David Purlmutter called me the other day. He’s getting ready to retire and wants to do some phone consults like I do, and he wants to do some teaching, and “What’s it like not seeing patients?” “Well, you’re going to miss patient care like crazy.” He, in my mind, is the father of glutathione data, that great study he did, injected a guy with Parkinson’s and for 45 minutes he was fine.

Rich Van Konynenburg for the longest time wanted it and everybody to be on glutathione, this, that and the other, and then there are some docs that swear by glutathione. Yet when we look at the effect of glutathione supplementation, whether it’s by injection, whether it’s by tablet, whether it’s underneath the tongue and try to show measurable changes in proteomics, it isn’t there.

Glutathione is cited repeatedly as contributing to break-down of mycotoxins in gut and duodenum. Can I refute that? No. Mycotoxins might be there, but do they get out of the stomach? With [inaudible 00:37:36] we know that a very small percentage will, and if they get out of the stomach, if they get bound to a receptor, binds onto a free acetyl group, if they are engulfed by alveolar macrophage, for example, or an antigen-presenting cell, and Monensin is around, that mycotoxin will go into the side of the cell and the cell will die.

This idea of program autophagy is one of the cell basically killing itself, or apoptosis goes along with that, but basically, looking at consumption of the organelles of a cell as a defense mechanism because some cells will take things we can’t metabolize and can’t process, suck them in and then the cell gets chewed up. That becomes the mechanism to destroy things in A-U-T-O-P-H-A-G-Y. Autophagy is an important concept.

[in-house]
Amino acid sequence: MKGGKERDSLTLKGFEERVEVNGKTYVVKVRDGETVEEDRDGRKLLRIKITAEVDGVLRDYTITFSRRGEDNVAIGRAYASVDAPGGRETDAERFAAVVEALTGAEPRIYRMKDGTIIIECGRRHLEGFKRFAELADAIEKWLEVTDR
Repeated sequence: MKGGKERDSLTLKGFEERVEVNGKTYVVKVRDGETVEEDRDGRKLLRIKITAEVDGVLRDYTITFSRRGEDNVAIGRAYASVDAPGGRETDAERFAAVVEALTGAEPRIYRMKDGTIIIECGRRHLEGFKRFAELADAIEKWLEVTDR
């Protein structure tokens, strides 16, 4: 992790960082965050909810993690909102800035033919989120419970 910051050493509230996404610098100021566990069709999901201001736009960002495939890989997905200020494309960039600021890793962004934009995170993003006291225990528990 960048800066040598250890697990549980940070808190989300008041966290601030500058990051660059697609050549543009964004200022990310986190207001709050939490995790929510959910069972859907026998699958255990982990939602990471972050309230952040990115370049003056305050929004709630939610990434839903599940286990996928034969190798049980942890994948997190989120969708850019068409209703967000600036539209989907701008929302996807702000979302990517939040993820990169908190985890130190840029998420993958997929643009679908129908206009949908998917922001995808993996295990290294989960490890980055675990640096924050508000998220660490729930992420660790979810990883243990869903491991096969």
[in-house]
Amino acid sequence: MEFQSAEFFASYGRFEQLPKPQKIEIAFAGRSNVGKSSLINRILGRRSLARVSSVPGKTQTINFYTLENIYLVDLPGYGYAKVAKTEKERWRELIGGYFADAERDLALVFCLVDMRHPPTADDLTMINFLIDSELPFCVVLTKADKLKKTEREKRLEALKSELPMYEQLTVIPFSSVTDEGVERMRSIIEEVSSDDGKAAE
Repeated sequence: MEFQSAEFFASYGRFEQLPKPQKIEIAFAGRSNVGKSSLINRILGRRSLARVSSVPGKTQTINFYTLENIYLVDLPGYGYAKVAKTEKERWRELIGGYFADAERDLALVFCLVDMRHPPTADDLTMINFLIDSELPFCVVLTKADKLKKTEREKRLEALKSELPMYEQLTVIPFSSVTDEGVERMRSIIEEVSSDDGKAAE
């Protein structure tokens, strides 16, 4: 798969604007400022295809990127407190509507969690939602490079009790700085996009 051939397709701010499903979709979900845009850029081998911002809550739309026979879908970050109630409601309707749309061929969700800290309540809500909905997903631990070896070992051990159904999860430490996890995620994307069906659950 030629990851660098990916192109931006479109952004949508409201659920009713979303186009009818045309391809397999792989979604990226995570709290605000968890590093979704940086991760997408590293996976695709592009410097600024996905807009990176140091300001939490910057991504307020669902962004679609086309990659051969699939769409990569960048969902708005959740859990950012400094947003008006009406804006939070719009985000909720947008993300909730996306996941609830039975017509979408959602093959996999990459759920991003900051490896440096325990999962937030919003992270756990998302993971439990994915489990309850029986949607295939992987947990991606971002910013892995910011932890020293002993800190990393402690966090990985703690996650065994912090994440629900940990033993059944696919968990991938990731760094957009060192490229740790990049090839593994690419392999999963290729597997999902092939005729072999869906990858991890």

Dave:                         We use intermittent fasting on the Bulletproof thing in order to increase autophagy and protein fasting once a week. Definitely.

Dr. Shoemaker:     Okay, but along with that, I don’t know what microbes in the gut are going to break down mycotoxins. Face it, these are energy-rich compounds. they’re carboxylic acid ethers with lots of oxygens, lots of energy tied up in double bonds. Man, this is fertilizer for somebody.

Dave:                         Yeah. I don’t have it in the front of my brain, but I’ve seen the studies on which species break down different mycotoxins and it’s all a question of where in the gut, where are they absorbed? It’s complex. I don’t think we have all the answers there. The comments about glutathione are really interesting. I know for cognitive function purposes, I feel a noticeable difference on glutathione. I make a liposomal glutathione with a lactadherin molecule in it as well so it absorbs through the gut lining using the same mechanism that one of the pharmaceutical companies uses for delivering large drugs into the bloodstream. It’s an extreme bioavailability version of it.